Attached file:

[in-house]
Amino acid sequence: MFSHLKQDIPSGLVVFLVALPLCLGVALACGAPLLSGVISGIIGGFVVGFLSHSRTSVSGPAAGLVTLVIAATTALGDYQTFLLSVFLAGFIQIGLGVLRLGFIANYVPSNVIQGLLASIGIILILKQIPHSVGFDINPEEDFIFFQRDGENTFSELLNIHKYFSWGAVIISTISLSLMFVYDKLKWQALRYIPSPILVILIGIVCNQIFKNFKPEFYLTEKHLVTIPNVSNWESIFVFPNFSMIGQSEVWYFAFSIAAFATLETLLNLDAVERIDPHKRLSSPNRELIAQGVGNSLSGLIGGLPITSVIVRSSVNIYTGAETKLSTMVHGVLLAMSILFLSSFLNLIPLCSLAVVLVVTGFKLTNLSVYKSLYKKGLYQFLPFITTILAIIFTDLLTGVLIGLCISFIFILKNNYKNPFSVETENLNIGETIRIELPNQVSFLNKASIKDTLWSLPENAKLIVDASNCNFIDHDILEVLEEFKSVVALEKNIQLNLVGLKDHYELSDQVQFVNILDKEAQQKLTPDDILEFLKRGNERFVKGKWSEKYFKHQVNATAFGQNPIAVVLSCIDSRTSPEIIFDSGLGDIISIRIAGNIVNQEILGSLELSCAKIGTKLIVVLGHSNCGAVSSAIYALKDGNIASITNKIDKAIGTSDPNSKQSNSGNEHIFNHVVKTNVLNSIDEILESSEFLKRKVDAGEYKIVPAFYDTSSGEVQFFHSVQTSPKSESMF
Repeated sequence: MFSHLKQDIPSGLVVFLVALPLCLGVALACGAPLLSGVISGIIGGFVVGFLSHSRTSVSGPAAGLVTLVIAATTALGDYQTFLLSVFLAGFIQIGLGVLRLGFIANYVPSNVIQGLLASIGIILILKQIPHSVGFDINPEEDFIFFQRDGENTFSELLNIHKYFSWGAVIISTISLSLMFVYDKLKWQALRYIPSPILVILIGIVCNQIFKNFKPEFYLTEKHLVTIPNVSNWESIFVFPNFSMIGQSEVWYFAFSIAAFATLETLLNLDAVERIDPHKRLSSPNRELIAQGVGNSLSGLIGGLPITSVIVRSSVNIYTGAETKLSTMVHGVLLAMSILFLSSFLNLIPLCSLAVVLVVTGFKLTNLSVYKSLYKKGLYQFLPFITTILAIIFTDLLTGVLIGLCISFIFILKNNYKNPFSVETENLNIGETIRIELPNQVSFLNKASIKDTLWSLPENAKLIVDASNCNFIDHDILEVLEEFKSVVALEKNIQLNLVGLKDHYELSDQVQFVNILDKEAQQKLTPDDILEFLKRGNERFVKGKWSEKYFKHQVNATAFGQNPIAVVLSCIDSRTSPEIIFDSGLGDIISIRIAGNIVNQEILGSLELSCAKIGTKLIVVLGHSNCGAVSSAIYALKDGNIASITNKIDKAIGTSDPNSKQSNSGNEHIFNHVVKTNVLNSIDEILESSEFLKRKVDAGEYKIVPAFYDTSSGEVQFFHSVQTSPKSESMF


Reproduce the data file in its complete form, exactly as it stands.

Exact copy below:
[in-house]
Amino acid sequence: MFSHLKQDIPSGLVVFLVALPLCLGVALACGAPLLSGVISGIIGGFVVGFLSHSRTSVSGPAAGLVTLVIAATTALGDYQTFLLSVFLAGFIQIGLGVLRLGFIANYVPSNVIQGLLASIGIILILKQIPHSVGFDINPEEDFIFFQRDGENTFSELLNIHKYFSWGAVIISTISLSLMFVYDKLKWQALRYIPSPILVILIGIVCNQIFKNFKPEFYLTEKHLVTIPNVSNWESIFVFPNFSMIGQSEVWYFAFSIAAFATLETLLNLDAVERIDPHKRLSSPNRELIAQGVGNSLSGLIGGLPITSVIVRSSVNIYTGAETKLSTMVHGVLLAMSILFLSSFLNLIPLCSLAVVLVVTGFKLTNLSVYKSLYKKGLYQFLPFITTILAIIFTDLLTGVLIGLCISFIFILKNNYKNPFSVETENLNIGETIRIELPNQVSFLNKASIKDTLWSLPENAKLIVDASNCNFIDHDILEVLEEFKSVVALEKNIQLNLVGLKDHYELSDQVQFVNILDKEAQQKLTPDDILEFLKRGNERFVKGKWSEKYFKHQVNATAFGQNPIAVVLSCIDSRTSPEIIFDSGLGDIISIRIAGNIVNQEILGSLELSCAKIGTKLIVVLGHSNCGAVSSAIYALKDGNIASITNKIDKAIGTSDPNSKQSNSGNEHIFNHVVKTNVLNSIDEILESSEFLKRKVDAGEYKIVPAFYDTSSGEVQFFHSVQTSPKSESMF
Repeated sequence: MFSHLKQDIPSGLVVFLVALPLCLGVALACGAPLLSGVISGIIGGFVVGFLSHSRTSVSGPAAGLVTLVIAATTALGDYQTFLLSVFLAGFIQIGLGVLRLGFIANYVPSNVIQGLLASIGIILILKQIPHSVGFDINPEEDFIFFQRDGENTFSELLNIHKYFSWGAVIISTISLSLMFVYDKLKWQALRYIPSPILVILIGIVCNQIFKNFKPEFYLTEKHLVTIPNVSNWESIFVFPNFSMIGQSEVWYFAFSIAAFATLETLLNLDAVERIDPHKRLSSPNRELIAQGVGNSLSGLIGGLPITSVIVRSSVNIYTGAETKLSTMVHGVLLAMSILFLSSFLNLIPLCSLAVVLVVTGFKLTNLSVYKSLYKKGLYQFLPFITTILAIIFTDLLTGVLIGLCISFIFILKNNYKNPFSVETENLNIGETIRIELPNQVSFLNKASIKDTLWSLPENAKLIVDASNCNFIDHDILEVLEEFKSVVALEKNIQLNLVGLKDHYELSDQVQFVNILDKEAQQKLTPDDILEFLKRGNERFVKGKWSEKYFKHQVNATAFGQNPIAVVLSCIDSRTSPEIIFDSGLGDIISIRIAGNIVNQEILGSLELSCAKIGTKLIVVLGHSNCGAVSSAIYALKDGNIASITNKIDKAIGTSDPNSKQSNSGNEHIFNHVVKTNVLNSIDEILESSEFLKRKVDAGEYKIVPAFYDTSSGEVQFFHSVQTSPKSESMF